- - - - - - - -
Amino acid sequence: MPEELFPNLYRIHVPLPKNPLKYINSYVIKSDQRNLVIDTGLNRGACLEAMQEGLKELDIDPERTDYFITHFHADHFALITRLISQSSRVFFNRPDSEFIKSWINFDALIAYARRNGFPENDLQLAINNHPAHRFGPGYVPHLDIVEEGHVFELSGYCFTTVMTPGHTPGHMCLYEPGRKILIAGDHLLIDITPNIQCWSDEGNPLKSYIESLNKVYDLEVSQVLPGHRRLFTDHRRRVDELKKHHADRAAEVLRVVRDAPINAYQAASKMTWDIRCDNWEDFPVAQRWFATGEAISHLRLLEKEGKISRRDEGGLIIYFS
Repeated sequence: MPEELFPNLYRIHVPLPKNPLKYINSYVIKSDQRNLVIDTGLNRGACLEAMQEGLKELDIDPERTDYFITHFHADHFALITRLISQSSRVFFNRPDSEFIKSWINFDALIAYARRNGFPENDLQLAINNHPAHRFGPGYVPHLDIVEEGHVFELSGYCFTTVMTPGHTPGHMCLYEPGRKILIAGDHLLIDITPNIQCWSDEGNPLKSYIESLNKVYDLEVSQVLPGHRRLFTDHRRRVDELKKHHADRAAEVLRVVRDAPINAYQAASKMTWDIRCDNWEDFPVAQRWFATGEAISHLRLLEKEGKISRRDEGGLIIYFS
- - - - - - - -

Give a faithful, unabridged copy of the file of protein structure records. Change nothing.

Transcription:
Amino acid sequence: MPEELFPNLYRIHVPLPKNPLKYINSYVIKSDQRNLVIDTGLNRGACLEAMQEGLKELDIDPERTDYFITHFHADHFALITRLISQSSRVFFNRPDSEFIKSWINFDALIAYARRNGFPENDLQLAINNHPAHRFGPGYVPHLDIVEEGHVFELSGYCFTTVMTPGHTPGHMCLYEPGRKILIAGDHLLIDITPNIQCWSDEGNPLKSYIESLNKVYDLEVSQVLPGHRRLFTDHRRRVDELKKHHADRAAEVLRVVRDAPINAYQAASKMTWDIRCDNWEDFPVAQRWFATGEAISHLRLLEKEGKISRRDEGGLIIYFS
Repeated sequence: MPEELFPNLYRIHVPLPKNPLKYINSYVIKSDQRNLVIDTGLNRGACLEAMQEGLKELDIDPERTDYFITHFHADHFALITRLISQSSRVFFNRPDSEFIKSWINFDALIAYARRNGFPENDLQLAINNHPAHRFGPGYVPHLDIVEEGHVFELSGYCFTTVMTPGHTPGHMCLYEPGRKILIAGDHLLIDITPNIQCWSDEGNPLKSYIESLNKVYDLEVSQVLPGHRRLFTDHRRRVDELKKHHADRAAEVLRVVRDAPINAYQAASKMTWDIRCDNWEDFPVAQRWFATGEAISHLRLLEKEGKISRRDEGGLIIYFS